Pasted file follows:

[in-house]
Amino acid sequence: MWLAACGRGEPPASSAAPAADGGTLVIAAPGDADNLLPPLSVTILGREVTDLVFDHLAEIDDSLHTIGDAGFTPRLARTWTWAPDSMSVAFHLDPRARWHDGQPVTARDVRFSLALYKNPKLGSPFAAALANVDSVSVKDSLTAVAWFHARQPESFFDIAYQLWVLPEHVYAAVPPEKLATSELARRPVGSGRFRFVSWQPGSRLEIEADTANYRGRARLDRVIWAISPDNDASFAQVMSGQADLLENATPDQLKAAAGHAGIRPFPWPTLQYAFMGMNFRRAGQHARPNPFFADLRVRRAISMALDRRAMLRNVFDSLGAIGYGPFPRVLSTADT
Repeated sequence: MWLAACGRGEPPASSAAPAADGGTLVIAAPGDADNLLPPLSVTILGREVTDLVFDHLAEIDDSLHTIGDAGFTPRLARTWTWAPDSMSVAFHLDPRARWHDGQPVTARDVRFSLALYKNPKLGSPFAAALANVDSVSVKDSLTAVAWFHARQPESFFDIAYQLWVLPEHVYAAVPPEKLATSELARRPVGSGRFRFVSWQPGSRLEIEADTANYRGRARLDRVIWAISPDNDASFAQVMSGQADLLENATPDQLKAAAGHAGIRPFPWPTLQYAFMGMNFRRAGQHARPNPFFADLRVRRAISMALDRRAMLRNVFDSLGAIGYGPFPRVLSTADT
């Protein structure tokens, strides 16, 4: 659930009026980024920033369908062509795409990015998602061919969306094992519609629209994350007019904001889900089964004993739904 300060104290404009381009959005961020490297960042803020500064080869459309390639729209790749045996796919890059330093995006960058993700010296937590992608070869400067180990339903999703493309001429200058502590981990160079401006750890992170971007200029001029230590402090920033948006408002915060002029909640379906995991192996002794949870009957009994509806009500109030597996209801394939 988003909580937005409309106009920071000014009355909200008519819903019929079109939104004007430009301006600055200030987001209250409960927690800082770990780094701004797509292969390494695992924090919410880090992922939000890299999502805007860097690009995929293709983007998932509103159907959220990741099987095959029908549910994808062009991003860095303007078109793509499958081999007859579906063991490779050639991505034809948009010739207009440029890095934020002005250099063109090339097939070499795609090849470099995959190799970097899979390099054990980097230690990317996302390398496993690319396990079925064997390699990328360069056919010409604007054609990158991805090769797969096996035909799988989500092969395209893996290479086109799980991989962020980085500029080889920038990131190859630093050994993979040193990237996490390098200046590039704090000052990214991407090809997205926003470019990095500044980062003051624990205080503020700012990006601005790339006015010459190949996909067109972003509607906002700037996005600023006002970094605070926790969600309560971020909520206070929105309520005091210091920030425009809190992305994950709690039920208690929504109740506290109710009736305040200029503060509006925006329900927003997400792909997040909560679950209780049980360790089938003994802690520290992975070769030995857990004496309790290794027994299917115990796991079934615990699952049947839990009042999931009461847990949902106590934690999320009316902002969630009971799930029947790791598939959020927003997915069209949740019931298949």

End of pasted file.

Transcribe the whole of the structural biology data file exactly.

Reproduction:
[in-house]
Amino acid sequence: MWLAACGRGEPPASSAAPAADGGTLVIAAPGDADNLLPPLSVTILGREVTDLVFDHLAEIDDSLHTIGDAGFTPRLARTWTWAPDSMSVAFHLDPRARWHDGQPVTARDVRFSLALYKNPKLGSPFAAALANVDSVSVKDSLTAVAWFHARQPESFFDIAYQLWVLPEHVYAAVPPEKLATSELARRPVGSGRFRFVSWQPGSRLEIEADTANYRGRARLDRVIWAISPDNDASFAQVMSGQADLLENATPDQLKAAAGHAGIRPFPWPTLQYAFMGMNFRRAGQHARPNPFFADLRVRRAISMALDRRAMLRNVFDSLGAIGYGPFPRVLSTADT
Repeated sequence: MWLAACGRGEPPASSAAPAADGGTLVIAAPGDADNLLPPLSVTILGREVTDLVFDHLAEIDDSLHTIGDAGFTPRLARTWTWAPDSMSVAFHLDPRARWHDGQPVTARDVRFSLALYKNPKLGSPFAAALANVDSVSVKDSLTAVAWFHARQPESFFDIAYQLWVLPEHVYAAVPPEKLATSELARRPVGSGRFRFVSWQPGSRLEIEADTANYRGRARLDRVIWAISPDNDASFAQVMSGQADLLENATPDQLKAAAGHAGIRPFPWPTLQYAFMGMNFRRAGQHARPNPFFADLRVRRAISMALDRRAMLRNVFDSLGAIGYGPFPRVLSTADT
């Protein structure tokens, strides 16, 4: 659930009026980024920033369908062509795409990015998602061919969306094992519609629209994350007019904001889900089964004993739904 300060104290404009381009959005961020490297960042803020500064080869459309390639729209790749045996796919890059330093995006960058993700010296937590992608070869400067180990339903999703493309001429200058502590981990160079401006750890992170971007200029001029230590402090920033948006408002915060002029909640379906995991192996002794949870009957009994509806009500109030597996209801394939 988003909580937005409309106009920071000014009355909200008519819903019929079109939104004007430009301006600055200030987001209250409960927690800082770990780094701004797509292969390494695992924090919410880090992922939000890299999502805007860097690009995929293709983007998932509103159907959220990741099987095959029908549910994808062009991003860095303007078109793509499958081999007859579906063991490779050639991505034809948009010739207009440029890095934020002005250099063109090339097939070499795609090849470099995959190799970097899979390099054990980097230690990317996302390398496993690319396990079925064997390699990328360069056919010409604007054609990158991805090769797969096996035909799988989500092969395209893996290479086109799980991989962020980085500029080889920038990131190859630093050994993979040193990237996490390098200046590039704090000052990214991407090809997205926003470019990095500044980062003051624990205080503020700012990006601005790339006015010459190949996909067109972003509607906002700037996005600023006002970094605070926790969600309560971020909520206070929105309520005091210091920030425009809190992305994950709690039920208690929504109740506290109710009736305040200029503060509006925006329900927003997400792909997040909560679950209780049980360790089938003994802690520290992975070769030995857990004496309790290794027994299917115990796991079934615990699952049947839990009042999931009461847990949902106590934690999320009316902002969630009971799930029947790791598939959020927003997915069209949740019931298949």